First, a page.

- For walnut ice cream, add 1 cup chopped walnuts (or mix the nuts in with the aforementioned maple syrup for maple-walnut ice cream).
- For peanut butter ice cream: Add 6 ounces of peanut butter mixed with 3 ounces of powdered sugar (heat the peanut butter for a few seconds in the microwave if it’s too stiff to mix).
- For rum ice cream, add 1½ ounces rum.
- For rum-raisin ice cream—oh, never mind; you get the picture by now.
- Rum, brandy, or other spirits make delicious additions to ice cream. But adding alcohol slows down the freezing process (and usually results in ice cream with a texture resembling soft serve—not that there’s anything wrong with that).
- For another method of making no-churn ice cream, check out this post by Ala at Wallflour Girl.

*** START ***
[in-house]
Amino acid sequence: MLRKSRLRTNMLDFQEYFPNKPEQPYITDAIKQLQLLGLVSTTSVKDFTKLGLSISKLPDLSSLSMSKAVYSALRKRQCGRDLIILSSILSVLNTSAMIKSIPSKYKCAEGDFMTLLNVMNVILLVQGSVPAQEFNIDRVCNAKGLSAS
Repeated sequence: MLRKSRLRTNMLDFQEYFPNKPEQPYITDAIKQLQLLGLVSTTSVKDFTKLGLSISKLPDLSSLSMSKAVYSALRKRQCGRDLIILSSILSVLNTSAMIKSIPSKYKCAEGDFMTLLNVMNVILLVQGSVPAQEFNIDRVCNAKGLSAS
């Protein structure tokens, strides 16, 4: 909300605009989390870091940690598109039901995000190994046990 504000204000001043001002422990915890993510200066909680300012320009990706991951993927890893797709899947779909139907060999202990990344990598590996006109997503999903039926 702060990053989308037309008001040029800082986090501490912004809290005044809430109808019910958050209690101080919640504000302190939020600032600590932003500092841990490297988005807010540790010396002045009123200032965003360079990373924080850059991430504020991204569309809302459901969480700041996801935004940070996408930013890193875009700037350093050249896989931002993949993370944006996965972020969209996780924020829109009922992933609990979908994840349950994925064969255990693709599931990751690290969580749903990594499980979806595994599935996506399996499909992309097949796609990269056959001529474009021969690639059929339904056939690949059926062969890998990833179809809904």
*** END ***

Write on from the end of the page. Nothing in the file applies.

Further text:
Ice Cream Heads
“This is wonderful,” I said, taking a bite of ice cream. “You outdid yourself with this recipe.”
“Thanks,” said Mrs. Kitchen Riffs. “It’s fun to try out variations on it too.”
“Yeah, all those other flavors you’ve been making have been out of sight,” I said. “I loved the salted caramel one you made the other day.”
“Once you learn the basic technique, it’s easy to come up with different flavor combos,” said Mrs K R.
“Hey, you should try a new flavor every week,” I said, scooping up another bite. “Or maybe even two different flavors. Just for research purposes, you know.”
“Well, I could do that,” said Mrs K R. “But then I’ll have to come up with a recipe for Chubby Hubby®, won’t I?”
You may also enjoy reading about:
Homemade Meringues with Strawberry Sauce
Lemon Cheesecake with Walnut Crust
Chocolate Fudge with Nutella
Walnut Roll Cake
No-Cook Fruit Fool
Grape Flaugnarde (Flan)
Or check out the index for more